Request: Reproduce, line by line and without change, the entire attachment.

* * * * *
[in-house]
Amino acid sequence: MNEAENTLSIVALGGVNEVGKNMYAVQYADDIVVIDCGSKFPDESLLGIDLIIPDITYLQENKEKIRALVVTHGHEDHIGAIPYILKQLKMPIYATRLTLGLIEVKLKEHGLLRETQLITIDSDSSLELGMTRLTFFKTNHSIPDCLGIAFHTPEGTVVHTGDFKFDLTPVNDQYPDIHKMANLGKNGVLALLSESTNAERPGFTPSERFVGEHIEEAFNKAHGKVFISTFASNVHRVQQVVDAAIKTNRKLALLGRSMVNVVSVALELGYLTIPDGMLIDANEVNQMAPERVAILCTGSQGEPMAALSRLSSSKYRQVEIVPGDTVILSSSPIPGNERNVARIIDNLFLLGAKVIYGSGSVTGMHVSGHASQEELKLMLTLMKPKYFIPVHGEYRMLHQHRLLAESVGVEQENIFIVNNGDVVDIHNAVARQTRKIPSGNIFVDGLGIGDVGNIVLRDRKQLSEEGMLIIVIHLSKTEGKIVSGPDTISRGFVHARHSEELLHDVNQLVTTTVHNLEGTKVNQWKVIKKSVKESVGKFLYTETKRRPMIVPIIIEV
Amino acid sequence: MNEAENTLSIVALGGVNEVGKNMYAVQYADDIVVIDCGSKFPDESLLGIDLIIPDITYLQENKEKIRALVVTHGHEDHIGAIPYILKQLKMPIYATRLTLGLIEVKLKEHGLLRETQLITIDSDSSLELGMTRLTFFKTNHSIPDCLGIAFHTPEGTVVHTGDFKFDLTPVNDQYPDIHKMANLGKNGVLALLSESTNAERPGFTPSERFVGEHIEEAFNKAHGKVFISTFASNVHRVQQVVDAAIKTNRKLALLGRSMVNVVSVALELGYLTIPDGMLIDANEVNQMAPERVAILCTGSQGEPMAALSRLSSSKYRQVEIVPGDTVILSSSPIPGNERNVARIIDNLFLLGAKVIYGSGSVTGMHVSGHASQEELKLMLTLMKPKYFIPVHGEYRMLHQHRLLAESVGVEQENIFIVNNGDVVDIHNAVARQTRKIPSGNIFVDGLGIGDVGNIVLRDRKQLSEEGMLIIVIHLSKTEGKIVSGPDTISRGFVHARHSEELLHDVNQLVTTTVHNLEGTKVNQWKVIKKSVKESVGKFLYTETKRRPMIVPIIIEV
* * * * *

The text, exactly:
[in-house]
Amino acid sequence: MNEAENTLSIVALGGVNEVGKNMYAVQYADDIVVIDCGSKFPDESLLGIDLIIPDITYLQENKEKIRALVVTHGHEDHIGAIPYILKQLKMPIYATRLTLGLIEVKLKEHGLLRETQLITIDSDSSLELGMTRLTFFKTNHSIPDCLGIAFHTPEGTVVHTGDFKFDLTPVNDQYPDIHKMANLGKNGVLALLSESTNAERPGFTPSERFVGEHIEEAFNKAHGKVFISTFASNVHRVQQVVDAAIKTNRKLALLGRSMVNVVSVALELGYLTIPDGMLIDANEVNQMAPERVAILCTGSQGEPMAALSRLSSSKYRQVEIVPGDTVILSSSPIPGNERNVARIIDNLFLLGAKVIYGSGSVTGMHVSGHASQEELKLMLTLMKPKYFIPVHGEYRMLHQHRLLAESVGVEQENIFIVNNGDVVDIHNAVARQTRKIPSGNIFVDGLGIGDVGNIVLRDRKQLSEEGMLIIVIHLSKTEGKIVSGPDTISRGFVHARHSEELLHDVNQLVTTTVHNLEGTKVNQWKVIKKSVKESVGKFLYTETKRRPMIVPIIIEV
Amino acid sequence: MNEAENTLSIVALGGVNEVGKNMYAVQYADDIVVIDCGSKFPDESLLGIDLIIPDITYLQENKEKIRALVVTHGHEDHIGAIPYILKQLKMPIYATRLTLGLIEVKLKEHGLLRETQLITIDSDSSLELGMTRLTFFKTNHSIPDCLGIAFHTPEGTVVHTGDFKFDLTPVNDQYPDIHKMANLGKNGVLALLSESTNAERPGFTPSERFVGEHIEEAFNKAHGKVFISTFASNVHRVQQVVDAAIKTNRKLALLGRSMVNVVSVALELGYLTIPDGMLIDANEVNQMAPERVAILCTGSQGEPMAALSRLSSSKYRQVEIVPGDTVILSSSPIPGNERNVARIIDNLFLLGAKVIYGSGSVTGMHVSGHASQEELKLMLTLMKPKYFIPVHGEYRMLHQHRLLAESVGVEQENIFIVNNGDVVDIHNAVARQTRKIPSGNIFVDGLGIGDVGNIVLRDRKQLSEEGMLIIVIHLSKTEGKIVSGPDTISRGFVHARHSEELLHDVNQLVTTTVHNLEGTKVNQWKVIKKSVKESVGKFLYTETKRRPMIVPIIIEV